- Scientists have discovered the fossilized remains of a giant prehistoric “sea scorpion” that lived approximately 435 million years ago.
- Discovered in China’s Xiushan Formation, these sea scorpions are estimated to have been nearly a meter (3.3 feet) in length.
- Read about more amazing prehistoric discoveries here.
Scorpions are nasty little creatures. With their eight legs, a pair of pain-inducing pincers, and a tail that ends with a stinger, they’ve been some of the meanest creatures on this planet for centuries. They can be found in folklore, astrology, mythology, video games, and company logos.
Now, however, according to a recent discovery, we know that there was also once something similar found stalking the waters around China called a “sea scorpion” … and their description is terrifying.
Technically, these newly discovered sea scorpions, which also technically aren’t scorpions, are called Terropterus xiushanensis and they lived about 435 million years ago.
Discovered in China’s Xiushan Formation, these sea scorpions are estimated to have been nearly a meter (3.3 feet) in length.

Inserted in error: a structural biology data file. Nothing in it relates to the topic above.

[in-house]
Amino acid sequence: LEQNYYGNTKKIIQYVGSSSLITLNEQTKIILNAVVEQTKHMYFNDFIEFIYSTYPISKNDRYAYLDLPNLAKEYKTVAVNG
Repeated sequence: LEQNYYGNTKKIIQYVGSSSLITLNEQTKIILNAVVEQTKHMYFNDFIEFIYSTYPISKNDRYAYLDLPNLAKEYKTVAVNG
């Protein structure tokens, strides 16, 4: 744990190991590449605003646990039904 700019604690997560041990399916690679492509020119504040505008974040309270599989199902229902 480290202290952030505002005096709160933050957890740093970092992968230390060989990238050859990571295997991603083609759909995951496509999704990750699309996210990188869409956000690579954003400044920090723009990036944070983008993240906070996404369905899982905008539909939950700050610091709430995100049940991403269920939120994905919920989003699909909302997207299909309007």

“Eurypterids, or sea scorpions, are an important group of mid-Paleozoic chelicerate arthropods whose evolution and paleoecological significance have attracted much attention in recent years,” said Professor Bo Wang of the Nanjing Institute of Geology and Palaeontology of the Chinese Academy of Sciences.
“One of the most remarkable eurypterid families is Mixopteridae, whose members are quite large and superficially scorpion-like eurypterids bearing highly specialized anterior appendages.”
“Their second, and especially the third, pair of prosomal limbs are enlarged and very spiny. These limbs were presumably used for prey-capture, and analogies can be drawn with the ‘catching basket’ formed by the spiny pedipalps of whip spiders among the arachnids.”
“Our knowledge of these bizarre animals is limited to only four species in two genera described 80 years ago: Mixopterus kiaeri from Norway, Mixopterus multispinosus from New York, Mixopterus simonsoni from Estonia, and Lanarkopterus dolichoschelus from Scotland.”